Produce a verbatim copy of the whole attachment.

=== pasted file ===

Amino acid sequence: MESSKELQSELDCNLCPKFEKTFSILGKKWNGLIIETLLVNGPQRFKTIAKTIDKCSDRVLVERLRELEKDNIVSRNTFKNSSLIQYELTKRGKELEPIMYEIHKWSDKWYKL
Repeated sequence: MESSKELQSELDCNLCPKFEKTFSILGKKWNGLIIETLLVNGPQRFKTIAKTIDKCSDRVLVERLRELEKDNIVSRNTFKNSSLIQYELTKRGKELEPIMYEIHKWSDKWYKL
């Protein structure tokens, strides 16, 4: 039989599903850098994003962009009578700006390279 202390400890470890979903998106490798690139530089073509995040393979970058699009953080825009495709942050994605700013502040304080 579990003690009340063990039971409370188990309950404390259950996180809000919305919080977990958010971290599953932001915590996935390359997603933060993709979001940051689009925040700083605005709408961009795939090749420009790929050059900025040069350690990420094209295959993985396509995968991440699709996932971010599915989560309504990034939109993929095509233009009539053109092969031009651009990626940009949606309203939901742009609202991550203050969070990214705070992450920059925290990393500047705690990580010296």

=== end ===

Amino acid sequence: MESSKELQSELDCNLCPKFEKTFSILGKKWNGLIIETLLVNGPQRFKTIAKTIDKCSDRVLVERLRELEKDNIVSRNTFKNSSLIQYELTKRGKELEPIMYEIHKWSDKWYKL
Repeated sequence: MESSKELQSELDCNLCPKFEKTFSILGKKWNGLIIETLLVNGPQRFKTIAKTIDKCSDRVLVERLRELEKDNIVSRNTFKNSSLIQYELTKRGKELEPIMYEIHKWSDKWYKL
């Protein structure tokens, strides 16, 4: 039989599903850098994003962009009578700006390279 202390400890470890979903998106490798690139530089073509995040393979970058699009953080825009495709942050994605700013502040304080 579990003690009340063990039971409370188990309950404390259950996180809000919305919080977990958010971290599953932001915590996935390359997603933060993709979001940051689009925040700083605005709408961009795939090749420009790929050059900025040069350690990420094209295959993985396509995968991440699709996932971010599915989560309504990034939109993929095509233009009539053109092969031009651009990626940009949606309203939901742009609202991550203050969070990214705070992450920059925290990393500047705690990580010296």